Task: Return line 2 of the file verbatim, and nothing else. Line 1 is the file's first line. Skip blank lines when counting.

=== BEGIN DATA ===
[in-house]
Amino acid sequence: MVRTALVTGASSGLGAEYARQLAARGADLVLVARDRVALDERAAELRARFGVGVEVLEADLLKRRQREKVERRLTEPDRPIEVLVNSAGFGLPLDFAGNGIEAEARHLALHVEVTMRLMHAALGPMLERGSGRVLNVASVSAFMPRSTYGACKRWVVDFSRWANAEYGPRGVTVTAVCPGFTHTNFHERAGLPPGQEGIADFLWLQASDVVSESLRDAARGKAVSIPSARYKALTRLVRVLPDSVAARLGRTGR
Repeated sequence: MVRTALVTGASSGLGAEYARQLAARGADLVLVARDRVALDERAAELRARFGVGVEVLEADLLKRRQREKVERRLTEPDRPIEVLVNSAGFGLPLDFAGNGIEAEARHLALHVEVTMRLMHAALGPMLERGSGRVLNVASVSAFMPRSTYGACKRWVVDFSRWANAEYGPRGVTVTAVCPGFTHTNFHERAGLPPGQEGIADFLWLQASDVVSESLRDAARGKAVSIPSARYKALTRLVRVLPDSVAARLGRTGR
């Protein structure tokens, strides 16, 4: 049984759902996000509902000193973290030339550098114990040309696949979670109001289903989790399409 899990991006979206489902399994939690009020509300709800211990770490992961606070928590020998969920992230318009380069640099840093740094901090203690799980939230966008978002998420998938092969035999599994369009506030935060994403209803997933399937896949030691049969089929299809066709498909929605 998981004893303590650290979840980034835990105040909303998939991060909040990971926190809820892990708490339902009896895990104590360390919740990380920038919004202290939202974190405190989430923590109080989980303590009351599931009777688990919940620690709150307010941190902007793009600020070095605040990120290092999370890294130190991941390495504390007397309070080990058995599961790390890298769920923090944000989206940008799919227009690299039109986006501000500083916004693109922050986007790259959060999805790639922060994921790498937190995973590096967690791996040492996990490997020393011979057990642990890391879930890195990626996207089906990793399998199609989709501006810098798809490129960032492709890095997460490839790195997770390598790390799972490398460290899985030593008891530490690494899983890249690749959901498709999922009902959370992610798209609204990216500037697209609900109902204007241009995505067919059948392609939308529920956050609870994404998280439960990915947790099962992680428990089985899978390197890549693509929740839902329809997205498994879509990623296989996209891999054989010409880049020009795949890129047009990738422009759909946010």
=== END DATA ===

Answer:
Amino acid sequence: MVRTALVTGASSGLGAEYARQLAARGADLVLVARDRVALDERAAELRARFGVGVEVLEADLLKRRQREKVERRLTEPDRPIEVLVNSAGFGLPLDFAGNGIEAEARHLALHVEVTMRLMHAALGPMLERGSGRVLNVASVSAFMPRSTYGACKRWVVDFSRWANAEYGPRGVTVTAVCPGFTHTNFHERAGLPPGQEGIADFLWLQASDVVSESLRDAARGKAVSIPSARYKALTRLVRVLPDSVAARLGRTGR